"When the message is delivered at the highest level of the organization, it resonates more," Heiden says. The key concept to get across is "letting employees know what their stake is in it."

    Their role has to be more fulfilling than just increasing bottom-line numbers, says Maxine Kamin, president of Touch Consulting Inc. They have to feel as if they're truly delivering more value to the customer.

    "The challenge for the company is to show that it's not the company's intent to sell more products without reason," she says. "It's the company's intent to provide better service. The paradigm shift has to be: `I really want to find out what this customer needs.' "

    This kind of approach has become common in the telecommunications industry. With the advent of portable cell phone numbers, competition spiked for retaining customers through service.

    "People realized margins are better when you have a lifetime of usage," says Marti Smye, market leader in coaching and change management at Korn/Ferry. "In the more equipment-oriented companies, this is a new trend."

    Trane turned to Smye to help it become part of the movement. She worked with 36 Trane district managers over three years to retool the company's culture.

    That meant changing their mind-set from transactional to strategic and from short term to long term. It required their "thinking from the customer's point of view," Smye says.

Shakeout
    Getting district managers to make the adjustment is a key to the transition. Of course, some people who have been used to doing sales the traditional way might resist the change, and decide to leave the company.

    There was some turnover as Trane started to make its transformation in 2002—the year Conover's predecessor retired, as did many senior district managers. "Some people decided they didn't want to make the transition," Conover says.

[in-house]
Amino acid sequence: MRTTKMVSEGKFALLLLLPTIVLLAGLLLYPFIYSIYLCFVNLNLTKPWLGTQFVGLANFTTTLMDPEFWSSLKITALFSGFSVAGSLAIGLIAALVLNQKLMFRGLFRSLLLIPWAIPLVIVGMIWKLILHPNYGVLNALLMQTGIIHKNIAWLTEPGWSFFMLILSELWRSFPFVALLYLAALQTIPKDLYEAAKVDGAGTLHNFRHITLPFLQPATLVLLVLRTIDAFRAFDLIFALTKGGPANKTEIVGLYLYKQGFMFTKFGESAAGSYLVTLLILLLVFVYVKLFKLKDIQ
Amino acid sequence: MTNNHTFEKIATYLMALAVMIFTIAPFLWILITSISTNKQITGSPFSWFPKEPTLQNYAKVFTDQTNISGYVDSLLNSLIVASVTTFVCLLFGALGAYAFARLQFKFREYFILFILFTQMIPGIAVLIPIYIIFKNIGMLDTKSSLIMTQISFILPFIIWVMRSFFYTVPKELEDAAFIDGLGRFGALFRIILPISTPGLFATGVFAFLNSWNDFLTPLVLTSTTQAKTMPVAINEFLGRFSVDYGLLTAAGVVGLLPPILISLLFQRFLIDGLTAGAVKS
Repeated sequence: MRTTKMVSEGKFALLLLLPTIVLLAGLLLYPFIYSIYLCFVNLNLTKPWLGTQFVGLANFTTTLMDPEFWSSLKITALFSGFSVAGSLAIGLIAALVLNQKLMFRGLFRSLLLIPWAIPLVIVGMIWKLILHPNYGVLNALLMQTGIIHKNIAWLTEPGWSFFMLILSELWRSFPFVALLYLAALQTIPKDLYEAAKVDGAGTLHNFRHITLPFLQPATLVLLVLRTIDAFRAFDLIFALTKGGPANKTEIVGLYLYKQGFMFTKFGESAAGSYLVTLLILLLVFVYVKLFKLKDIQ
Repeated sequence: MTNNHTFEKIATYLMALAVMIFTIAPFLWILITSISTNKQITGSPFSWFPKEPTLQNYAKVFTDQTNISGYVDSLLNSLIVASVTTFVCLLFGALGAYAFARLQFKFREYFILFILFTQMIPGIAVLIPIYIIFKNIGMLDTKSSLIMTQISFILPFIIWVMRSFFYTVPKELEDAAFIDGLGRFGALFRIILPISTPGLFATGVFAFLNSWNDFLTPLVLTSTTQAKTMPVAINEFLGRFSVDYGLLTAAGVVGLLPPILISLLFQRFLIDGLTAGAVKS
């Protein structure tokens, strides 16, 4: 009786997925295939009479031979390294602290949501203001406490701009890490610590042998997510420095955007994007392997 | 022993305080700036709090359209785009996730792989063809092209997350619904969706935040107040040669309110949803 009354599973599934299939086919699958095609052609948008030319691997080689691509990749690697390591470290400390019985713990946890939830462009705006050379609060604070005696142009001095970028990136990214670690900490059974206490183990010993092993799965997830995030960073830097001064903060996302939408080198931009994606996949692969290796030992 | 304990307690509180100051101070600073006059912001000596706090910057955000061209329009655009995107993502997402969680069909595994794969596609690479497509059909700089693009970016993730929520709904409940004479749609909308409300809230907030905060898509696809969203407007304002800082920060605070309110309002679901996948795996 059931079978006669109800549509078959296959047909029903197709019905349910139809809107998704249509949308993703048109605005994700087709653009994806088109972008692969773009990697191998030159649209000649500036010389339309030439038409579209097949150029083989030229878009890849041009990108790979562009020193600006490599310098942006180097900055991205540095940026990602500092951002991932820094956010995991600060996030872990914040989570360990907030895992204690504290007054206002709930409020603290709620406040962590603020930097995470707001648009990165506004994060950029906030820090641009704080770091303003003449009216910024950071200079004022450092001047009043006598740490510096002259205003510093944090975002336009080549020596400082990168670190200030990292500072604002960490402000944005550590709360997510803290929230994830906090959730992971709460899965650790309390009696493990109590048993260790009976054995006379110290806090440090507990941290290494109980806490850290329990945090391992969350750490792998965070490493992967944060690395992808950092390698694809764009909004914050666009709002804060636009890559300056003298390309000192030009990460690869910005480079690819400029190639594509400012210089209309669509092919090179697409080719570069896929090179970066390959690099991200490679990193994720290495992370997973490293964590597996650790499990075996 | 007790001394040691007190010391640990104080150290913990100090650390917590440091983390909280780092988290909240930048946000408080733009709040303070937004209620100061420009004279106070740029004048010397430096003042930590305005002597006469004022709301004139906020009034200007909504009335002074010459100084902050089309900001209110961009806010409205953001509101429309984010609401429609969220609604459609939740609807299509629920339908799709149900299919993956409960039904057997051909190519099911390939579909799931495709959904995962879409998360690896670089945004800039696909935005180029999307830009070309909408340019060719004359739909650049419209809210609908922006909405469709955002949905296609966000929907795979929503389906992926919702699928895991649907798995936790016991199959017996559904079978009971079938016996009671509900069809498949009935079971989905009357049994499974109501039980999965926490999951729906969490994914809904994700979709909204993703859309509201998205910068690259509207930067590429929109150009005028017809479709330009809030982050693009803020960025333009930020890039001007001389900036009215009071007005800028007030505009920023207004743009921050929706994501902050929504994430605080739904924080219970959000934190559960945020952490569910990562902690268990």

Although the company didn't provide statistics, it said that turnover has been minimal. "Trane has been very committed to the people in place," Smye says.

    Part of the reason the change didn't cause a bloodletting is that the customer culture that has been ingrained over the past century.

    "When you convey it in those terms—`This is what the customer wants'—they're quick to sign up," Conover says.

    In fact, employee commitment increases because of the collaboration with customers and colleagues that the new approach requires. "They've been engaged by being part of a team," he says.

    Cooperation is also emphasized in the Trane Leadership Development Program. Established in 2003, it involves 12 to 15 people at a time who are in class together for three days every six weeks over an 18-month period.

    The program is designed not just to teach talent management, solutions-selling and ethics, but also to help each class become a team.

    "It develops a network of people—15 peers," Halley says. "It really ties us together. We're all thinking the same way."

    Trane hopes the end result is improved performance in the field. "You are building skill sets to run a district office or a business unit," says Gigi Bruno, Trane's global learning and development leader.

    And, as with all training at Trane, the client is the focus. "The idea is getting people together to talk about the customer," Bruno says.

    The importance of collaboration is reinforced by Trane's recognition system. "You have to align those rewards with all of this change," Smye says.

    So Trane acknowledges group accomplishments. For instance, the One Trane Award signifies achievement in providing solutions and value to customers.

    "It's a plaque; it's a public acknowledgment," Bruno says. "It's got nothing to do with money. That's something we're very proud of in this culture."

Workforce Management, November 5, 2007, p. 33-37 -- Subscribe Now!